D. H. Lawrence: Fifty Years on Film

By Louis K. Greiff | Go to book overview

7
Lady Chatterley's Lover:
Filming the Unfilmable

Ken Russell's Lady Chatterley (1993)

As the 1990s would reveal, the end of Russell's Rainbow was not to be the end of his involvement with D. H. Lawrence. In 1993, four years after The Rainbow and almost a quarter century after Women in Love, BBC Television carried his four-episode serialization of Lady Chatterley's Lover, written by Russell in collaboration with Michael Haggiag and retitled Lady Chatterley. 1 This third Lawrentian project established Russell as the most prolific of all the Lawrence directors to date and, for better or worse, as the individual most responsible for presenting and interpreting Lawrence to mass audiences worldwide.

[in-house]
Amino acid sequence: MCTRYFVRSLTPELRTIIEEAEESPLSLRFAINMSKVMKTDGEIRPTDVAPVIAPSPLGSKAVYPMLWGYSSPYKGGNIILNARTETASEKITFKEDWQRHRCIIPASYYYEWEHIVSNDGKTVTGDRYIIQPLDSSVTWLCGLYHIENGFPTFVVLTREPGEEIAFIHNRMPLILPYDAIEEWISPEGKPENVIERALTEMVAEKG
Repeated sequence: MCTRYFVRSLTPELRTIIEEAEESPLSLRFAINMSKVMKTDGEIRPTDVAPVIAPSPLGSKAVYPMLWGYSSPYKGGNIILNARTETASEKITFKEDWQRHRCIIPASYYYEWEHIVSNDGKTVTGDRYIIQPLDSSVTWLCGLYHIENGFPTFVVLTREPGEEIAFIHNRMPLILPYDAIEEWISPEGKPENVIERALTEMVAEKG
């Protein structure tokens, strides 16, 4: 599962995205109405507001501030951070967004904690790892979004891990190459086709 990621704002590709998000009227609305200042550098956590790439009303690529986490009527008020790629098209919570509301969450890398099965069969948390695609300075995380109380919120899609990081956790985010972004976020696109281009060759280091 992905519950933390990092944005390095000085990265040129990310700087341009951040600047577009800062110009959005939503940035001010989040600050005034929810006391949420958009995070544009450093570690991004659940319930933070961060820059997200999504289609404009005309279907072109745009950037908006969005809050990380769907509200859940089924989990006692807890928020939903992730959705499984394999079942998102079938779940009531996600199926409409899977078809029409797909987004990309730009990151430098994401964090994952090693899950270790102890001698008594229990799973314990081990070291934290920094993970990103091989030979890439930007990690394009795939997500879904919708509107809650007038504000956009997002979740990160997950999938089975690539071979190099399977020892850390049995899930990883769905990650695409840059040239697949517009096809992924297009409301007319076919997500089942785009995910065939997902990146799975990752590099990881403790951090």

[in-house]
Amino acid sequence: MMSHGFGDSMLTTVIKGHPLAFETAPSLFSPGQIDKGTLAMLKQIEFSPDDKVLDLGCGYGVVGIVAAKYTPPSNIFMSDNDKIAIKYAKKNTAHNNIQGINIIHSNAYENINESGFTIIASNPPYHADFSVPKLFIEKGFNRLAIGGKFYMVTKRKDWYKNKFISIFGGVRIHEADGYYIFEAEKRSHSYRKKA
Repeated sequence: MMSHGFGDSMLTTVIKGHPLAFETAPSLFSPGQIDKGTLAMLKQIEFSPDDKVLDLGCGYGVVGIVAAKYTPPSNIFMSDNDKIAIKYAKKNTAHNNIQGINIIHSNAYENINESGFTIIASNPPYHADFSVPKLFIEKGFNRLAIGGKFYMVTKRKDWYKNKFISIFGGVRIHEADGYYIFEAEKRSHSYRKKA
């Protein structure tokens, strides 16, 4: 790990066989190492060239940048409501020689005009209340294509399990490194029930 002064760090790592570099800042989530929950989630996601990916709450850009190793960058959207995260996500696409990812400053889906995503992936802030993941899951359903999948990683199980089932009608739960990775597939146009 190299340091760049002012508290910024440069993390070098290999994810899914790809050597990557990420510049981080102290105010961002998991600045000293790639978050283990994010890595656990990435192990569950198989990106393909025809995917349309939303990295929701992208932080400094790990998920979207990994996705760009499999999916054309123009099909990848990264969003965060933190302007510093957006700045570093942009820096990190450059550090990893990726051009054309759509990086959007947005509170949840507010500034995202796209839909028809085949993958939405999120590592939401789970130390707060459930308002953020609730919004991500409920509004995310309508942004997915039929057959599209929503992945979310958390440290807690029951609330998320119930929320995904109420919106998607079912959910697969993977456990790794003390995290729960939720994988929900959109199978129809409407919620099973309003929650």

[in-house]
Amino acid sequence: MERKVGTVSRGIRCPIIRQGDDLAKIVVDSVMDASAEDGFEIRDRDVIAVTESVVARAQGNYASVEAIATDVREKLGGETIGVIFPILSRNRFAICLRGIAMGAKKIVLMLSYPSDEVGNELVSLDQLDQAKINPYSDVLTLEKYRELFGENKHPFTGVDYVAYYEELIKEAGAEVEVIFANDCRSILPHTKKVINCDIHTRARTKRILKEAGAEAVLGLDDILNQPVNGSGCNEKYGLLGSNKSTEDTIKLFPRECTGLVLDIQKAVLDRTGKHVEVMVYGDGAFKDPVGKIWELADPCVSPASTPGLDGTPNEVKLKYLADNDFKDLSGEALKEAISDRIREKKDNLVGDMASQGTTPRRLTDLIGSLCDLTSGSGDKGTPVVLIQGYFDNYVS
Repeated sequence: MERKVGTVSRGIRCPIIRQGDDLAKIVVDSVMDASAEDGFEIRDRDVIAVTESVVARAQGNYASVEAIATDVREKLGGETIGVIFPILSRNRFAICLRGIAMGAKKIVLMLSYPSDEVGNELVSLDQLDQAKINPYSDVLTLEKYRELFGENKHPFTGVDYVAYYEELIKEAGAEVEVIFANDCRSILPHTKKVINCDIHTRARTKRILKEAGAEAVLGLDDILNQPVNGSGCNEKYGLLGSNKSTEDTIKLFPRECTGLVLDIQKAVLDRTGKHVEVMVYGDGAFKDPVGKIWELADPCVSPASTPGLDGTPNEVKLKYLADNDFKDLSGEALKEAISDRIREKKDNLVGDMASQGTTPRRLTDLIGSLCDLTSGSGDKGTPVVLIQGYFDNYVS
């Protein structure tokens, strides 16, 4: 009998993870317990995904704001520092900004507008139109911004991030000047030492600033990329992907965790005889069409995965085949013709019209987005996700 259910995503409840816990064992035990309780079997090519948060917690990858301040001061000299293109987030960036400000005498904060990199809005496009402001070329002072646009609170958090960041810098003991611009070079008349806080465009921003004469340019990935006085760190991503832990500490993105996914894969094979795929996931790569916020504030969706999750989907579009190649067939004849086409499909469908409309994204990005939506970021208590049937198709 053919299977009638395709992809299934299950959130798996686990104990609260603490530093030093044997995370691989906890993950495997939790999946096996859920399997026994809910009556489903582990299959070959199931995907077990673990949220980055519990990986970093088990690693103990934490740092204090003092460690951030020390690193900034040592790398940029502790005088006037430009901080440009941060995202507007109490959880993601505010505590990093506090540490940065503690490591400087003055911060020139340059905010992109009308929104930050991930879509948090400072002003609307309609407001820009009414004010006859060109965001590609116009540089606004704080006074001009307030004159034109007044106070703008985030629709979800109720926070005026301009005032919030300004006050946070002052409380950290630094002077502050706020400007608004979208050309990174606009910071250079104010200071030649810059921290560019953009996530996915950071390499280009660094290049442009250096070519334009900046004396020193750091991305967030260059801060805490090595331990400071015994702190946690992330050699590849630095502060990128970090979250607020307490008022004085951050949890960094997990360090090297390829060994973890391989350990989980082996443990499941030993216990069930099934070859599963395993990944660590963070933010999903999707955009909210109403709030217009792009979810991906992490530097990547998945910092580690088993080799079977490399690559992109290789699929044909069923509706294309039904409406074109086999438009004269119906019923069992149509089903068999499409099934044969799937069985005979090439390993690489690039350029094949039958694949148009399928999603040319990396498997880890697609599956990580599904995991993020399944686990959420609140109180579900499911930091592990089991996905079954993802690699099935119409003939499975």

Russell's most recent Lawrence production also turned out to be his most problematic, at least as measured by critical responses from media reviewers and Lawrentians alike. If such commentators recalled Russell's Rainbow as a retreat following Women in Love, they judged this latest venture to be a further loss of artistic ground and even an unintentional parody of the two earlier films. Russell's costuming and choreography, powerfully effective in the past, struck many viewers here as exaggerated to the point of absurdity. One scene in question shows Clifford being propelled into his mine in a coal cart, dressed in full military uniform (with medals) in order to intimidate his colliers into ending a strike. Another scene, after Connie and Hilda have joined their father on holiday, depicts but does not explain a costume ball during which Connie and her friends discuss serious matters while dressed as Renaissance princesses, cardinals, and kings. Russell's nepotism in casting, carried over from The Rainbow, was also noticed

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